Even before Joe Biden took office, Republicans were scheming about how they could take advantage of the border situation that President Trump made worse in order to damage the incoming president and win victory in the next midterm elections.
Politico’s Anita Kumar reports about a border trip by Republicans before Biden took office: “The conversations around the trip were some of the earliest indications that Republicans anticipated the spike in migrants crossing the border—due to seasonal patterns and regional crises—and planned to use it as a political cudgel to try to retake Congress in the midterm elections.”
And that some of the problems were “set in motion—through policy choices and political calculations—by [Biden’s] opponents before he even stepped foot in the Oval Office.”
While right-wing media, anti-immigrant hardliners in Congress, and GOP operatives continue to falsely blame the Biden administration for an uptick in border crossings, the reality is that the previous administration intentionally weakened the system that President Biden is now trying to fix.
Here’s how they did it:
Trump sabotaged the Biden administration by refusing to increase shelter space for unaccompanied kids in lead up to inauguration.
- In December 2020, NBC News reported that Biden transition members began sounding the alarm on the need to increase shelter space for migrant children but the Trump administration did not take action until just days before the inauguration.
Trump hollowed out the infrastructure needed to process families and children in an orderly and humane way, creating huge backlogs that allow the system to become easily overwhelmed—as we are seeing today.
- Nonpartisan, nonprofit data research center TRAC reports that the Trump administration left President Biden with as many as 1.3 million cases backlogged in immigration courts.
- The Council on Foreign Relations says that “the [Biden] administration has inherited a migration system in crisis. The institutional capacity of immigration courts and other parts of the bureaucracy to humanely manage caseloads has eroded. It will take time and money to clear the backload of more than 1.2 million pending immigration cases and put back into place working asylum processes. The pandemic has made managing these flows and the containment of people all the harder.”
- The number of days it took to complete a court case hit a 10-year high over the first two years of Trump’s presidency, according to Politico. A 2019 analysis of court data by The Marshall Project found that the immigration court backlog had grown “at a rate almost three times that of new cases coming into the courts.”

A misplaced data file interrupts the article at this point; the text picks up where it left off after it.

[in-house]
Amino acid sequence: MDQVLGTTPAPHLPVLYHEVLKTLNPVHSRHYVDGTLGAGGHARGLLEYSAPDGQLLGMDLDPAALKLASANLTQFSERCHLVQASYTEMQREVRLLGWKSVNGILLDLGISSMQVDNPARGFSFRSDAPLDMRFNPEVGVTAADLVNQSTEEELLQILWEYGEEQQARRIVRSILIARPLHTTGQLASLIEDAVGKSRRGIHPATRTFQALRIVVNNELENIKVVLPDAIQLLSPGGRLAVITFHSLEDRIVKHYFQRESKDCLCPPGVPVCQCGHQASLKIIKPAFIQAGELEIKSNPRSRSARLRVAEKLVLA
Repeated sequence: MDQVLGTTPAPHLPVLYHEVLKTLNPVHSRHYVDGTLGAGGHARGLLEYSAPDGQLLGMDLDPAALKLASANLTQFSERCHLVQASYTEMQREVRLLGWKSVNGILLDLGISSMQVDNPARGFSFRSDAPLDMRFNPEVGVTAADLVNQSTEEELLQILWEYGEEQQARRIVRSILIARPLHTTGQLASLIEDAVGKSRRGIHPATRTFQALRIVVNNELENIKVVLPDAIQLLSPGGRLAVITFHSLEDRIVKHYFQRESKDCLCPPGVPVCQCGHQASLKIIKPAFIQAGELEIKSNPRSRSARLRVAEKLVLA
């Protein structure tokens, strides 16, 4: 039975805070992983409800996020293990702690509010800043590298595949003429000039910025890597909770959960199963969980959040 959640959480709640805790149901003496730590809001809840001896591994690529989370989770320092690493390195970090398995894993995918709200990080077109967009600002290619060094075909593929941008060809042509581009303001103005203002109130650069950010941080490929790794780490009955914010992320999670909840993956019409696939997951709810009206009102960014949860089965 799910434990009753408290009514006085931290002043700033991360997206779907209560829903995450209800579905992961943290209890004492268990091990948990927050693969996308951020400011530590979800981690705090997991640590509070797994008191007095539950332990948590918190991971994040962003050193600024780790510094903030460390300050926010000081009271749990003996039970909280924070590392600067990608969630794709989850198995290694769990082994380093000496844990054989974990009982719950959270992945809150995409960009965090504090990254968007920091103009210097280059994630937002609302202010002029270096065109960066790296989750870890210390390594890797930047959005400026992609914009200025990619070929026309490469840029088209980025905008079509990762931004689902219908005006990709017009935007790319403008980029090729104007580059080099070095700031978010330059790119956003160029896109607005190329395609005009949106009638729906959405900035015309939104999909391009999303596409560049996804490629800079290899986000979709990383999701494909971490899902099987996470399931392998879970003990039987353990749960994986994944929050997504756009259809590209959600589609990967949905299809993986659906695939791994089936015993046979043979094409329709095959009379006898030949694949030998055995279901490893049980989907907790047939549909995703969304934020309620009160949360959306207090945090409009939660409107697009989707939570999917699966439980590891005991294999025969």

- From Politico: “According to interviews with judges, lawyers and court staff, many of the moves by the administration—designed to accelerate the courts and eliminate policies from Obama—have slowed them even more, making it harder for judges to move cases efficiently, extending processing times and compounding a nationwide backlog that has grown by 68 percent under President Trump to nearly 877,000 cases.”
- From Politico: “In the busiest courts, including New York, Los Angeles and Houston, some judges are scheduling hearings to decide cases in 2023, since their calendars are entirely booked for four years out.”
Trump’s policies actually increased migration by increasing the instability in Central America that forces families to flee, and ending a program that allowed children escaping violence to apply from their home countries. That’s why the current increase in border encounters started last April under Trump.
- In 2019, Trump slashed hundreds of millions of dollars in aid to El Salvador, Guatemala, and Honduras. Reuters reported that “Congressional aides said the administration told them it would reallocate $370 million in aid to Central America that lawmakers had approved for fiscal 2018, and suspend an additional $180 million Congress had approved for fiscal 2017.”
- In 2019, NPR reported that Trump’s freezing of aid to Guatemala ended a funding program whose youth reported a 30% drop in seriously considering migrating after participating.
- The Trump administration ended the Central American Minors program, which allowed children from three violence-ridden Central American countries to seek asylum without attempting to cross the border.
The Trump Administration left a backlog of 25,000 asylum seekers living in horrific conditions in tent cities—on top of the normal flow of asylum seekers.
- The Trump administration’s Remain In Mexico Program left 25,000 asylum seekers outside of the U.S. Reporting from the Los Angeles Times in February showed that 800 migrants at the Matamoros camp, many of whom arrived under Trump’s program, were left in limbo.
- More than 60,000 migrants were sent back to await asylum decisions and thousands of them were living in tent cities. Vox reported in 2020 that under Trump, “More than 60,000 migrants have been sent back to await decisions on their US asylum applications. Thousands of them have been living for months in makeshift encampments, where they rely on volunteers for basic necessities, are targeted by criminal gangs, and have little means to deal with the current public health crisis.”